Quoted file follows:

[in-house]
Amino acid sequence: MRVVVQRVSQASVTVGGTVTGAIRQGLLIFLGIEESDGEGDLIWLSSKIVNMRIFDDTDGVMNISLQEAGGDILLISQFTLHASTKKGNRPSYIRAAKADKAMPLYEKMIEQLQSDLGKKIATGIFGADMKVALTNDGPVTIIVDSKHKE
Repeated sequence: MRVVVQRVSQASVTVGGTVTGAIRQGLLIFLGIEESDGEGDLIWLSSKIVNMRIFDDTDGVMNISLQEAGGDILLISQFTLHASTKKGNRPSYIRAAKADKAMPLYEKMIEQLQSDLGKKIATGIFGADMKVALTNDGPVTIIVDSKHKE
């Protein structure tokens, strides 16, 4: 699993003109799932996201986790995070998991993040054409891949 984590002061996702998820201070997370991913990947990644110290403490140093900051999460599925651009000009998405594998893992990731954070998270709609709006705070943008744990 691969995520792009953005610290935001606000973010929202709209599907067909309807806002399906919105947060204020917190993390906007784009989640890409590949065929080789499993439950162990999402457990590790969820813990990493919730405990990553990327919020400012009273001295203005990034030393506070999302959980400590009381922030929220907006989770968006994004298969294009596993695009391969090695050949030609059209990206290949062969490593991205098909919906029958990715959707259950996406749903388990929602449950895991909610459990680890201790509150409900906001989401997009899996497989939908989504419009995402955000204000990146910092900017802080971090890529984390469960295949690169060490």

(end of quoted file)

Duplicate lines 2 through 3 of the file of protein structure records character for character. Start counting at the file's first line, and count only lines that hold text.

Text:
Amino acid sequence: MRVVVQRVSQASVTVGGTVTGAIRQGLLIFLGIEESDGEGDLIWLSSKIVNMRIFDDTDGVMNISLQEAGGDILLISQFTLHASTKKGNRPSYIRAAKADKAMPLYEKMIEQLQSDLGKKIATGIFGADMKVALTNDGPVTIIVDSKHKE
Repeated sequence: MRVVVQRVSQASVTVGGTVTGAIRQGLLIFLGIEESDGEGDLIWLSSKIVNMRIFDDTDGVMNISLQEAGGDILLISQFTLHASTKKGNRPSYIRAAKADKAMPLYEKMIEQLQSDLGKKIATGIFGADMKVALTNDGPVTIIVDSKHKE